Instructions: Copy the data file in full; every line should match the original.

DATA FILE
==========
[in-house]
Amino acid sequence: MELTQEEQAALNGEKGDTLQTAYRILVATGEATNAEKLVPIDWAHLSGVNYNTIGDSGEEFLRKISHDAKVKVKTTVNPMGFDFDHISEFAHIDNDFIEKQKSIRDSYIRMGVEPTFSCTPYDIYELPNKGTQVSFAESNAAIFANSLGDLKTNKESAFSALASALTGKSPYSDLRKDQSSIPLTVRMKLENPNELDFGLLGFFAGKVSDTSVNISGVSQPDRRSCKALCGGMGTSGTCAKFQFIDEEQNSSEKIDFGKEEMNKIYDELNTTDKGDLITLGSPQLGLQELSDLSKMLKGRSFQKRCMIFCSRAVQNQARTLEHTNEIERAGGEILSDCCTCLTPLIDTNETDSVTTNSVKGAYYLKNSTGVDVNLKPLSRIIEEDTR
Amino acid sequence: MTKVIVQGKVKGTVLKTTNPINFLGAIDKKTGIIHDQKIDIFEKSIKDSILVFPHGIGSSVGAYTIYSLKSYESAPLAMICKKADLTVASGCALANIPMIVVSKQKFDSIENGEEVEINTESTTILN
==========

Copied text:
[in-house]
Amino acid sequence: MELTQEEQAALNGEKGDTLQTAYRILVATGEATNAEKLVPIDWAHLSGVNYNTIGDSGEEFLRKISHDAKVKVKTTVNPMGFDFDHISEFAHIDNDFIEKQKSIRDSYIRMGVEPTFSCTPYDIYELPNKGTQVSFAESNAAIFANSLGDLKTNKESAFSALASALTGKSPYSDLRKDQSSIPLTVRMKLENPNELDFGLLGFFAGKVSDTSVNISGVSQPDRRSCKALCGGMGTSGTCAKFQFIDEEQNSSEKIDFGKEEMNKIYDELNTTDKGDLITLGSPQLGLQELSDLSKMLKGRSFQKRCMIFCSRAVQNQARTLEHTNEIERAGGEILSDCCTCLTPLIDTNETDSVTTNSVKGAYYLKNSTGVDVNLKPLSRIIEEDTR
Amino acid sequence: MTKVIVQGKVKGTVLKTTNPINFLGAIDKKTGIIHDQKIDIFEKSIKDSILVFPHGIGSSVGAYTIYSLKSYESAPLAMICKKADLTVASGCALANIPMIVVSKQKFDSIENGEEVEINTESTTILN